Services automaticly change firewall rules to open access to themselfs.
limb at jcomserv.net
Mon Aug 20 17:07:43 UTC 2007
> Am Montag, den 20.08.2007, 12:54 -0400 schrieb Simo Sorce:
>> On Mon, 2007-08-20 at 12:40 -0400, Jeremy Katz wrote:
>> > On Mon, 2007-08-20 at 16:20 +0000, "JÃ³hann B. GuÃ°mundsson" wrote:
>> > > Any thoughts on implementing automatically port opening for service
>> > > that need to open port access in the firewall
>> > > as in when service is started that needs port opening it would
>> > > automatically read some firewall.conf
>> > > file for that and open the port automatically according to those
>> > > settings in the firewall.conf file
>> > > ( add the iptables rules automatically when the service is started
>> > > remove those rules when the service is stopped )
>> > >
>> > > Doing chkconfig service or service service start/stop and it would
>> > > open the port for that service in the firewall
>> > I think it's a great idea and would go a long way towards making
>> > more usable. One of the questions is do you do the firewall change on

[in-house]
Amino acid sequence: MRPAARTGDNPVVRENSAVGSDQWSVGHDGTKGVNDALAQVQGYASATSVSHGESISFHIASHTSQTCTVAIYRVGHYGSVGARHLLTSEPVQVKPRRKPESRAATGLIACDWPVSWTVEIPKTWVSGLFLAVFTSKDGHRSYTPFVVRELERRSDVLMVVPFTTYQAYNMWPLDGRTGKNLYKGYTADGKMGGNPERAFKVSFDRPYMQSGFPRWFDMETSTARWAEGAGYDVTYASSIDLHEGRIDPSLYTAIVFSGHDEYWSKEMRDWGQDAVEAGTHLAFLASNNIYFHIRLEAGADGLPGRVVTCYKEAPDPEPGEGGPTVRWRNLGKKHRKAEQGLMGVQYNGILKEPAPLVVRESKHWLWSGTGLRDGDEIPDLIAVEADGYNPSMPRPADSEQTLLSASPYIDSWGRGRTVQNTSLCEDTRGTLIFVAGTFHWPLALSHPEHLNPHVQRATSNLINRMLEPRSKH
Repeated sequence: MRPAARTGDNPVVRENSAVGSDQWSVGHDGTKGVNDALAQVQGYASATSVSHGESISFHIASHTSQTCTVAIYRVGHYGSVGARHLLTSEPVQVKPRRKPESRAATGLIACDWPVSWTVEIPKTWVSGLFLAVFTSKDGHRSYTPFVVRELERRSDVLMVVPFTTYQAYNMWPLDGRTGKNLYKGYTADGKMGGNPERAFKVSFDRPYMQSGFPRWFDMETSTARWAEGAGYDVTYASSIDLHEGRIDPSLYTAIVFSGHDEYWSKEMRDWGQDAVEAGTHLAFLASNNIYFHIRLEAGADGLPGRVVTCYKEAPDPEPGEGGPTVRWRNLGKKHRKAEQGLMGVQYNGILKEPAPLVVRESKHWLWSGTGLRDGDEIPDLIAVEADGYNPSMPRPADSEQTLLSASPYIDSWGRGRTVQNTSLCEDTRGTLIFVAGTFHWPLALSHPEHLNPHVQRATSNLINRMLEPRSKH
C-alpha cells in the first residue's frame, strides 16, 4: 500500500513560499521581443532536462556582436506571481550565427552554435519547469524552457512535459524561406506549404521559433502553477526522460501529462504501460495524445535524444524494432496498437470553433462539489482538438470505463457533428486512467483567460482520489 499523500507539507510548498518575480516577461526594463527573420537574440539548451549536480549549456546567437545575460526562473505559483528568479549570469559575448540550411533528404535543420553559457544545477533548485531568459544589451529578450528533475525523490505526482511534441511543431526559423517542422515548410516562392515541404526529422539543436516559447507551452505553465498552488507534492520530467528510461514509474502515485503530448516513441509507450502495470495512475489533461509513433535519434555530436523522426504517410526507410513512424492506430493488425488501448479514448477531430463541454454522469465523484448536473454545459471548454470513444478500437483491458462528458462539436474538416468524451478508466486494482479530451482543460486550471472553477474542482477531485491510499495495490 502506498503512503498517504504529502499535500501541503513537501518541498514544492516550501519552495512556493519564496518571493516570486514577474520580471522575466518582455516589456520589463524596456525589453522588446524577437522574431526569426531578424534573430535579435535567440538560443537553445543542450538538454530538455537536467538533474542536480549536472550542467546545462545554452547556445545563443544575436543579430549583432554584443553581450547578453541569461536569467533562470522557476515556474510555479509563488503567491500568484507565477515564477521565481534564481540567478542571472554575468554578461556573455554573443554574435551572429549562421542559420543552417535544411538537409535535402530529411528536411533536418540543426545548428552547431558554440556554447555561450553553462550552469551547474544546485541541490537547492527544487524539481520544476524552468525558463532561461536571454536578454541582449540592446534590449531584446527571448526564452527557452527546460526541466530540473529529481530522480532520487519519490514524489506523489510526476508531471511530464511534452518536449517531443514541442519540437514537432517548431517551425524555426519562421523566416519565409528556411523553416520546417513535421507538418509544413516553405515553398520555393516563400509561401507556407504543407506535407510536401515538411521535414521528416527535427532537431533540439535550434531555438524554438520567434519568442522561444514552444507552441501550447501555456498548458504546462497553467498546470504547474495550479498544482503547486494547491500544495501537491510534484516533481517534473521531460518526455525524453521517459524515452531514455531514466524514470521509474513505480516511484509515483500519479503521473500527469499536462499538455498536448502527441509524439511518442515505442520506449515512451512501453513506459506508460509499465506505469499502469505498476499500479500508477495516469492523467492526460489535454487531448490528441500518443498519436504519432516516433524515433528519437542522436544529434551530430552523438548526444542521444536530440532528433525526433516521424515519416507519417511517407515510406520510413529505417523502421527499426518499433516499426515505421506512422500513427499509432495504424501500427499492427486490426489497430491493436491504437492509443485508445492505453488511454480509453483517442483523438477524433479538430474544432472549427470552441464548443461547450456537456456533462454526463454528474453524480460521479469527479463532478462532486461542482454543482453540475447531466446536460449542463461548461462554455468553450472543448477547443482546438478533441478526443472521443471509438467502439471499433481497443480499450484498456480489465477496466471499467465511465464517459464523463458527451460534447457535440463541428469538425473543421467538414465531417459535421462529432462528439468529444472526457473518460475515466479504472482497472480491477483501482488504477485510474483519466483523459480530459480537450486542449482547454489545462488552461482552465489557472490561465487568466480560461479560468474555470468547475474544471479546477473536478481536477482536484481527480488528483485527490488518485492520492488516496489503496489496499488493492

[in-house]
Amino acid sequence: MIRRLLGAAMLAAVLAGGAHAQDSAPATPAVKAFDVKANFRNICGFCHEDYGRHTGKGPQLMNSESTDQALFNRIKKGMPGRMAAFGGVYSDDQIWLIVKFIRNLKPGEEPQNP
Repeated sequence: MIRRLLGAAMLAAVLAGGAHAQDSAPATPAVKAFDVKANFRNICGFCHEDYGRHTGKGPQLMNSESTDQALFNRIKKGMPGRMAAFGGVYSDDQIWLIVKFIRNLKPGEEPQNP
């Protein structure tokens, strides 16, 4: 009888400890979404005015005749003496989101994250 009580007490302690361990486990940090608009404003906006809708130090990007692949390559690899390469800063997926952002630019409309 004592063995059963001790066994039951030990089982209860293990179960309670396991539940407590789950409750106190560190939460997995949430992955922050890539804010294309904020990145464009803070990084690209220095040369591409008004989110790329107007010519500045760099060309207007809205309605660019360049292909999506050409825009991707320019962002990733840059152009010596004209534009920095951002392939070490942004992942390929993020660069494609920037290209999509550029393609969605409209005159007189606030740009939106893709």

>> > service start/stop or at chkconfig time. And I'm a little bit torn on
>> > that one. chkconfig time makes it "simpler" as far as not requiring
>> > initscript changes. start/stop seems like it's probably more
>> > but would then require initscripts to call a new function on
>> Why should it be "more correct" to do it at start/stop ?
>> It seem more correct to do it at chkconfig, so that even if you stop the
>> service and iptables -Lv will show you what is the "normal" firewall
>> Letting services poke holes in the firewall is not something admins will
>> really love, if I set a rule to block traffic for a certain service I
>> _really_mean it and I don't want to have to change the init scripts or
>> have to reapply the rule each time I start/stop a service.
> No, in fact I would hate it with a vengeance.
> If I have an apache server listening for traffic, that doesn't mean I
> want people outside my network connecting to it; nor do I want people
> connecting to my ssh server.
> Why not just disable the firewall altogether? That would have the effect
> you are looking for: all services that are running can accept connections.
I run custom firewall rules. If you can get this idea to play nicely with
my custom script, and with Shorewall setups, and with s-c-securitylevel,
go for it. But I'm highly sceptical. If installing squid blows up my
custom firewall settings, I'm getting out my pitchfork. :)
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